Turkish government has finally returned nearly 50 seized church properties, ending a decade-long dispute over land ownership.

Since 2008, Turkish authorities had seized tens of properties in the south-eastern province of Mardin from the Syriac Orthodox Church, claiming that title deeds proving the historic Christian community’s land ownership had lapsed.

The historic Mor Gabriel Monastery, which was founded in 397 AD, was returned to church ownership in November 2017. But church leaders continued to campaign for the remaining seized properties.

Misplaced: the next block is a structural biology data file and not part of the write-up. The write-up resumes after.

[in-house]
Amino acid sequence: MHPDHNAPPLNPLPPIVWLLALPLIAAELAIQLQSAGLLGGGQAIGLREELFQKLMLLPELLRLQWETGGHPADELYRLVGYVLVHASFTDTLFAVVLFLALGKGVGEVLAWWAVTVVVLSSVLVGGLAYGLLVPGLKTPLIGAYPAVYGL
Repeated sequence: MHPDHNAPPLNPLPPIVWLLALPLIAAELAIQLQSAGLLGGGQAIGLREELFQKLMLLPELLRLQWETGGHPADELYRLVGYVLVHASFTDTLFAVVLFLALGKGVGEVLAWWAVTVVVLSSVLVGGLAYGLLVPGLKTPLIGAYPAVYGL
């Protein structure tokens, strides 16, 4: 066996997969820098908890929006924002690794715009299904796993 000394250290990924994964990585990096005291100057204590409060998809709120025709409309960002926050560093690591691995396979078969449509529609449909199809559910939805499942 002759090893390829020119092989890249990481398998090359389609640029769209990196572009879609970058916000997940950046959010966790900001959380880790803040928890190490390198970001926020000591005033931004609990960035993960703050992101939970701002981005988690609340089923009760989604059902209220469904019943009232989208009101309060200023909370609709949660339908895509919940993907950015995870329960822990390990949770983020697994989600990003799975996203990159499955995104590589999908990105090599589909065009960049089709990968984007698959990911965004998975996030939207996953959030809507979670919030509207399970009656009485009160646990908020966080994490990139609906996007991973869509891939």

Following the return of the monastery, Gabriel Akyüz, Patriarch of the Mor Benham Church, told journalists, “We also kindly request the transfer of other churches, monasteries and cemeteries, not only the Mor Gabriel Monastery. These are the properties of the Syriac church, and most of them date back to the fourth, fifth and sixth centuries.”

In February 2018, the seizures were formally condemned by the European Union, which issued a resolution calling on the European Commission to take up the issue with the Turkish government. On 22 May, Turkish authorities formally returned the properties, which include monasteries, churches and cemeteries.

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